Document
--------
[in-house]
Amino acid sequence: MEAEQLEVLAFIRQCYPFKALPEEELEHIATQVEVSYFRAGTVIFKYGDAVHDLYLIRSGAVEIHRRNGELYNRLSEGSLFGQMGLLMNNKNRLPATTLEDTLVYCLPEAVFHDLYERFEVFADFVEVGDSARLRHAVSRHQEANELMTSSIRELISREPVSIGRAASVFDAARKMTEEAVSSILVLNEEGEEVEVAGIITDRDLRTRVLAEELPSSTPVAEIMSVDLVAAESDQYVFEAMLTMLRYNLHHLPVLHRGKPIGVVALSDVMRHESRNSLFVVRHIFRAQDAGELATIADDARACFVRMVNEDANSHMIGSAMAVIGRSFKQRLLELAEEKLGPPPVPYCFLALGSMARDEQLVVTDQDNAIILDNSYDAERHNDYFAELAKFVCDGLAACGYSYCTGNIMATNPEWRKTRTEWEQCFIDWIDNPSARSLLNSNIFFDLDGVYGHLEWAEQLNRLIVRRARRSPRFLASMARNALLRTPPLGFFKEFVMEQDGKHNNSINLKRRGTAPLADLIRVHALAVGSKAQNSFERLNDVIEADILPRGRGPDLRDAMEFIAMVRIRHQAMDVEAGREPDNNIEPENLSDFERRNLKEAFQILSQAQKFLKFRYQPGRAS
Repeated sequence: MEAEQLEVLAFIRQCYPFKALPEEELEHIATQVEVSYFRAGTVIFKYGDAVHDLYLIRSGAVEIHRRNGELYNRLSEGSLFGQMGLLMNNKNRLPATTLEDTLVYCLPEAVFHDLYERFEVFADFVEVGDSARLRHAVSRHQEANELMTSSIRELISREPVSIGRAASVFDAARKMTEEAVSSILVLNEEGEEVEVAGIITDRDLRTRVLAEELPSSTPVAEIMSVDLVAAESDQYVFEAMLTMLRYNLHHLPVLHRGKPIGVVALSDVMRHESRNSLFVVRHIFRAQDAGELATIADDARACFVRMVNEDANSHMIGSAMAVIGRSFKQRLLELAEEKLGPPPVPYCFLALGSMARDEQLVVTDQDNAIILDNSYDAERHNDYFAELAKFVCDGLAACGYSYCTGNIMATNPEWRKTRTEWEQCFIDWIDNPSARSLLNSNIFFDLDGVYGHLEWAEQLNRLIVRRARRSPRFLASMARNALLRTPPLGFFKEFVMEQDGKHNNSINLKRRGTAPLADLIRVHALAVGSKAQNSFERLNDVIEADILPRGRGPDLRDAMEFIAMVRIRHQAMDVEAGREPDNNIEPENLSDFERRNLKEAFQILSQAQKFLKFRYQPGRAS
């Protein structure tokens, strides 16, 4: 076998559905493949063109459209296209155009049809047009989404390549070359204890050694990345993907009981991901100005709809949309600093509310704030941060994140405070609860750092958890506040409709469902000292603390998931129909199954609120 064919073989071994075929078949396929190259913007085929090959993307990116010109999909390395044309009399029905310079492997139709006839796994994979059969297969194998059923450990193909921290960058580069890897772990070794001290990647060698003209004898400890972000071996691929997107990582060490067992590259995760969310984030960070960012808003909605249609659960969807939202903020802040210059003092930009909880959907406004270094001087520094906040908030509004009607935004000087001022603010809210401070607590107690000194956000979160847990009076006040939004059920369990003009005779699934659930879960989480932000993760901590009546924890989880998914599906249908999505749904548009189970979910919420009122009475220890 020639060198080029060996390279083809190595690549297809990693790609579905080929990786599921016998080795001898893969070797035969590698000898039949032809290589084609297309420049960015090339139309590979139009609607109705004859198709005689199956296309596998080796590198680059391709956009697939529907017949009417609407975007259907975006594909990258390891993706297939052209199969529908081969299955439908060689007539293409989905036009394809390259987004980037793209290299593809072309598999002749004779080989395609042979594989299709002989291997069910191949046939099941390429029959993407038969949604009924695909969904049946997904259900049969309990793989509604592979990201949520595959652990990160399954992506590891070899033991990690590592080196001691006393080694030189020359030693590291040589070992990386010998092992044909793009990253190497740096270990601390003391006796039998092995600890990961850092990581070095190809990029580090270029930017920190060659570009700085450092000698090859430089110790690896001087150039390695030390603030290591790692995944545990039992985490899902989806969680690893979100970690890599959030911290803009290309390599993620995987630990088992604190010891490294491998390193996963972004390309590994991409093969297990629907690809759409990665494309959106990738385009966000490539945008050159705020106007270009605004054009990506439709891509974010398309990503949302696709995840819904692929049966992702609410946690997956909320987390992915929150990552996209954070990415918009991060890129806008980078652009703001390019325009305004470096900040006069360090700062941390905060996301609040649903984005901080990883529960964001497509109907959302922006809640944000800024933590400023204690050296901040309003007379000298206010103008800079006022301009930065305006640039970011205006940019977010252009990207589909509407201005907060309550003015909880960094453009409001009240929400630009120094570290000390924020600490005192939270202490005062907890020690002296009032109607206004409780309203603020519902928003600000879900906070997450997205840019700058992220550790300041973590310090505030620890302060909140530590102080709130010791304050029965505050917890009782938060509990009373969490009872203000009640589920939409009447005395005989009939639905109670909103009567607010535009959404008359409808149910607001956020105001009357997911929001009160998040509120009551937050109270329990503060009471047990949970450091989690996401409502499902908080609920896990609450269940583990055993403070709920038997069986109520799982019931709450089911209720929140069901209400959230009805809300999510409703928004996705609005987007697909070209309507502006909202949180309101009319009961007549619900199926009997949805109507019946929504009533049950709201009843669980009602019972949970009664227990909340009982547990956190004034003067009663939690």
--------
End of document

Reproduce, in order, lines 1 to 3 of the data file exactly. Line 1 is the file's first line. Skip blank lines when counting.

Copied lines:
[in-house]
Amino acid sequence: MEAEQLEVLAFIRQCYPFKALPEEELEHIATQVEVSYFRAGTVIFKYGDAVHDLYLIRSGAVEIHRRNGELYNRLSEGSLFGQMGLLMNNKNRLPATTLEDTLVYCLPEAVFHDLYERFEVFADFVEVGDSARLRHAVSRHQEANELMTSSIRELISREPVSIGRAASVFDAARKMTEEAVSSILVLNEEGEEVEVAGIITDRDLRTRVLAEELPSSTPVAEIMSVDLVAAESDQYVFEAMLTMLRYNLHHLPVLHRGKPIGVVALSDVMRHESRNSLFVVRHIFRAQDAGELATIADDARACFVRMVNEDANSHMIGSAMAVIGRSFKQRLLELAEEKLGPPPVPYCFLALGSMARDEQLVVTDQDNAIILDNSYDAERHNDYFAELAKFVCDGLAACGYSYCTGNIMATNPEWRKTRTEWEQCFIDWIDNPSARSLLNSNIFFDLDGVYGHLEWAEQLNRLIVRRARRSPRFLASMARNALLRTPPLGFFKEFVMEQDGKHNNSINLKRRGTAPLADLIRVHALAVGSKAQNSFERLNDVIEADILPRGRGPDLRDAMEFIAMVRIRHQAMDVEAGREPDNNIEPENLSDFERRNLKEAFQILSQAQKFLKFRYQPGRAS
Repeated sequence: MEAEQLEVLAFIRQCYPFKALPEEELEHIATQVEVSYFRAGTVIFKYGDAVHDLYLIRSGAVEIHRRNGELYNRLSEGSLFGQMGLLMNNKNRLPATTLEDTLVYCLPEAVFHDLYERFEVFADFVEVGDSARLRHAVSRHQEANELMTSSIRELISREPVSIGRAASVFDAARKMTEEAVSSILVLNEEGEEVEVAGIITDRDLRTRVLAEELPSSTPVAEIMSVDLVAAESDQYVFEAMLTMLRYNLHHLPVLHRGKPIGVVALSDVMRHESRNSLFVVRHIFRAQDAGELATIADDARACFVRMVNEDANSHMIGSAMAVIGRSFKQRLLELAEEKLGPPPVPYCFLALGSMARDEQLVVTDQDNAIILDNSYDAERHNDYFAELAKFVCDGLAACGYSYCTGNIMATNPEWRKTRTEWEQCFIDWIDNPSARSLLNSNIFFDLDGVYGHLEWAEQLNRLIVRRARRSPRFLASMARNALLRTPPLGFFKEFVMEQDGKHNNSINLKRRGTAPLADLIRVHALAVGSKAQNSFERLNDVIEADILPRGRGPDLRDAMEFIAMVRIRHQAMDVEAGREPDNNIEPENLSDFERRNLKEAFQILSQAQKFLKFRYQPGRAS